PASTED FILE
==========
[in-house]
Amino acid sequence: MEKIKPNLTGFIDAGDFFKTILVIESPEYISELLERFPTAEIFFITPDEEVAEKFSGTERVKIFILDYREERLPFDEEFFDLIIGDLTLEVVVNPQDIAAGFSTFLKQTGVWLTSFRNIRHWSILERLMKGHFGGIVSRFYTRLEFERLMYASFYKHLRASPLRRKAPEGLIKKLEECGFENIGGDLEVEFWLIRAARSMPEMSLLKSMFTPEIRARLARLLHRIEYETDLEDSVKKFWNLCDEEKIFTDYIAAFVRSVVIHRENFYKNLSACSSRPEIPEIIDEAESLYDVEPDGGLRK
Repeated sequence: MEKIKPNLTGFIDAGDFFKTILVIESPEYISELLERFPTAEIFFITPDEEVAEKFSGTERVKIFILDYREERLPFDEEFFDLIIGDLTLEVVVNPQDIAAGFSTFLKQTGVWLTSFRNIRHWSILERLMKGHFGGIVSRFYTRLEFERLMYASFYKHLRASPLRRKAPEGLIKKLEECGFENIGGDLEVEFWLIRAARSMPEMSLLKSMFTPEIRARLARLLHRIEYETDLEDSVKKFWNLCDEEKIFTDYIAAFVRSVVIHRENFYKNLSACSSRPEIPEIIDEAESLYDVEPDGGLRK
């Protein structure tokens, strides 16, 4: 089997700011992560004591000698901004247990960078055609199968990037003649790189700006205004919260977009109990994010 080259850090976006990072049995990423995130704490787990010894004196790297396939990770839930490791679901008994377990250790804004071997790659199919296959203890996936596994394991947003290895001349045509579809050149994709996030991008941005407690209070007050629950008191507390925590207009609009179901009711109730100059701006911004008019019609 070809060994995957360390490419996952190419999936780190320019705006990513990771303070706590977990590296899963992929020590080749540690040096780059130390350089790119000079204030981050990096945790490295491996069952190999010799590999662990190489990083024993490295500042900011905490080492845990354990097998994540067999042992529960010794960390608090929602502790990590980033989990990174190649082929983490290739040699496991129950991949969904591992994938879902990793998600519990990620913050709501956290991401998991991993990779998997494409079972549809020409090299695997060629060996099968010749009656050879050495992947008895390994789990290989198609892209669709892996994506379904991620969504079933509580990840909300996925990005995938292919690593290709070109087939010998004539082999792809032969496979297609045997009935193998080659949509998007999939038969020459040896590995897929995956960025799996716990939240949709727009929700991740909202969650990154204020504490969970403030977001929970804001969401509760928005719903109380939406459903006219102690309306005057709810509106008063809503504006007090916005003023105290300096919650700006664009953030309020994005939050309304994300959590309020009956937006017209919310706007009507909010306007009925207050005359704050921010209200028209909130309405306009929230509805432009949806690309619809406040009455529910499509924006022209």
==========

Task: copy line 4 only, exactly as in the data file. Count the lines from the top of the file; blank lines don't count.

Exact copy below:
């Protein structure tokens, strides 16, 4: 089997700011992560004591000698901004247990960078055609199968990037003649790189700006205004919260977009109990994010 080259850090976006990072049995990423995130704490787990010894004196790297396939990770839930490791679901008994377990250790804004071997790659199919296959203890996936596994394991947003290895001349045509579809050149994709996030991008941005407690209070007050629950008191507390925590207009609009179901009711109730100059701006911004008019019609 070809060994995957360390490419996952190419999936780190320019705006990513990771303070706590977990590296899963992929020590080749540690040096780059130390350089790119000079204030981050990096945790490295491996069952190999010799590999662990190489990083024993490295500042900011905490080492845990354990097998994540067999042992529960010794960390608090929602502790990590980033989990990174190649082929983490290739040699496991129950991949969904591992994938879902990793998600519990990620913050709501956290991401998991991993990779998997494409079972549809020409090299695997060629060996099968010749009656050879050495992947008895390994789990290989198609892209669709892996994506379904991620969504079933509580990840909300996925990005995938292919690593290709070109087939010998004539082999792809032969496979297609045997009935193998080659949509998007999939038969020459040896590995897929995956960025799996716990939240949709727009929700991740909202969650990154204020504490969970403030977001929970804001969401509760928005719903109380939406459903006219102690309306005057709810509106008063809503504006007090916005003023105290300096919650700006664009953030309020994005939050309304994300959590309020009956937006017209919310706007009507909010306007009925207050005359704050921010209200028209909130309405306009929230509805432009949806690309619809406040009455529910499509924006022209």